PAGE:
Doctors reveal first warning sign of Parkinson’s

A first warning sign of Parkinson’s disease may not be the tell-tale muscle stiffness, tremors and balance problems, experts claim.

Instead, altered speech may strike before these other hallmark symptoms, say researchers in Lithuania. More than ten million people worldwide are thought to have the condition, including Michael J. Fox, Billy Connolly and Jeremy Paxman.

Parkinson’s is caused by a loss of nerve cells in an area of the brain responsible for producing dopamine, which helps co-ordinate body movement.

Experts say the first warning sign of the disease, which causes muscle stiffness, tremors and balance problems, could actually be altered speech

It gets worse over time as more cells die, with sufferers eventually left struggling to complete day-to-day tasks.

But as motor activity decreases, so does the function of the vocal cords, diaphragm, and lungs, experts now say.

Rytis Maskeliūnas, a data scientist at Kaunas University of Technology, said: ‘Changes in speech often occur even earlier than motor function disorders.’

He added that this is ‘why the altered speech might be the first sign of the disease’.

Professor Virgilijus Ulozas, involved in the same study, said patients with early-stage Parkinson’s might speak in a quieter manner.

He said this can also be monotonous, less expressive, slower, and more fragmented, and can be very difficult to notice by ear.

Charities estimate approximately 145,000 people in the UK and 500,000 in the US have Parkinson’s.

Symptoms, such as muscle stiffness, often only appear when about 80 per cent of the nerve cells have been lost.

No tests can conclusively show someone has Parkinson’s, however.

But catching it early can lead to controlling the disease quicker, according to leading neurologists.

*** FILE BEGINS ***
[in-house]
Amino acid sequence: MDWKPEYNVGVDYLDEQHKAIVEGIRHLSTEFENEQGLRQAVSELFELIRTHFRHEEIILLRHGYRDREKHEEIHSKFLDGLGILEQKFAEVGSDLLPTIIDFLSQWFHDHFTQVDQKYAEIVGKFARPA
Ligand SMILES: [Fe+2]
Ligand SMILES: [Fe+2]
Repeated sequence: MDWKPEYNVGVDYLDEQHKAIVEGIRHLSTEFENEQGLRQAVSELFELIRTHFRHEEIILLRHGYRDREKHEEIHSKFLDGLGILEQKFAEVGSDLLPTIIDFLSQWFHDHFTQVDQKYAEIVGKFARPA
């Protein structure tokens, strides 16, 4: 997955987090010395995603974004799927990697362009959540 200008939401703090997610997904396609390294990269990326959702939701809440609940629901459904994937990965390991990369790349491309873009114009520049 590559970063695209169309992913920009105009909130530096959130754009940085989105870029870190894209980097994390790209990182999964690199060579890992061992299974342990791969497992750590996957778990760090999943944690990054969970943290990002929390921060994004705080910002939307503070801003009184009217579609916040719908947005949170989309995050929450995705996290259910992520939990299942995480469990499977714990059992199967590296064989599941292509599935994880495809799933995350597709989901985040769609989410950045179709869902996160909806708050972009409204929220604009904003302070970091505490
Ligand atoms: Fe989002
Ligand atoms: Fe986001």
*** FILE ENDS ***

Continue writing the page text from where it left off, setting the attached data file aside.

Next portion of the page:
The Lithuanian team are now working to find a way of spotting Parkinson’s earlier, potentially through a mobile app.

Professor Maskeliūnas said the link between Parkinson’s and speech abnormalities has been clear since the 1960s, but technological advances have made this easier to analyse.

The researchers used AI to study speech samples of 61 patients with Parkinson’s and 43 healthy volunteers.

In a soundproof booth, a microphone was used to record the speech of both groups.

An AI algorithm was used to process the recordings and analyse any differences.

‘We are not creating a substitute for a routine examination of the patient – our method is designed to facilitate early diagnosis of the disease and to track the effectiveness of treatment,’ the professor said.

They plan to expand the study to find out whether this could be the best way of diagnosing Parkinson’s early.

Professor Maskeliūnas (pictured) said the link between Parkinson’s and speech abnormalities has been clear since the 1960s, but technological advances have made it easier to analyse

But Naveena Kapur, from the charity Parkinson’s UK, said altered speech is a symptom for many, but not all, people with the condition.

She also claimed longer-term research would be needed to determine whether the AI could catch the disease early.

Ms Kapur added: ‘There is currently no definitive test for detecting Parkinson’s. This research focuses on detecting altered speech as an early symptom.

‘The results are taken from people who have already been diagnosed with Parkinson’s in order to confirm that the AI technology is able to detect altered speech as an early sign of Parkinson’s.

‘Participants who don’t have the condition will need to be studied for a long period of time to see if they eventually develop the condition in years to come.

‘It is great to see more research into early detection of Parkinson’s so that we have new ways to diagnose and monitor the condition as early intervention and treatment can really help people to live well with the condition.’


Parkinson’s disease affects one in 500 people, including about one million Americans.

It causes muscle stiffness, slowness of movement, tremors, sleep disturbance, chronic fatigue, an impaired quality of life and can lead to severe disability.

It is a progressive neurological condition that destroys cells in the part of the brain that controls movement.

Sufferers are known to have diminished supplies of dopamine because nerve cells that make it have died.

There is currently no cure and no way of stopping the progression of the disease, but hundreds of scientific trials are underway to try and change that.

The disease claimed the life of boxing legend Muhammad Ali in 2016.

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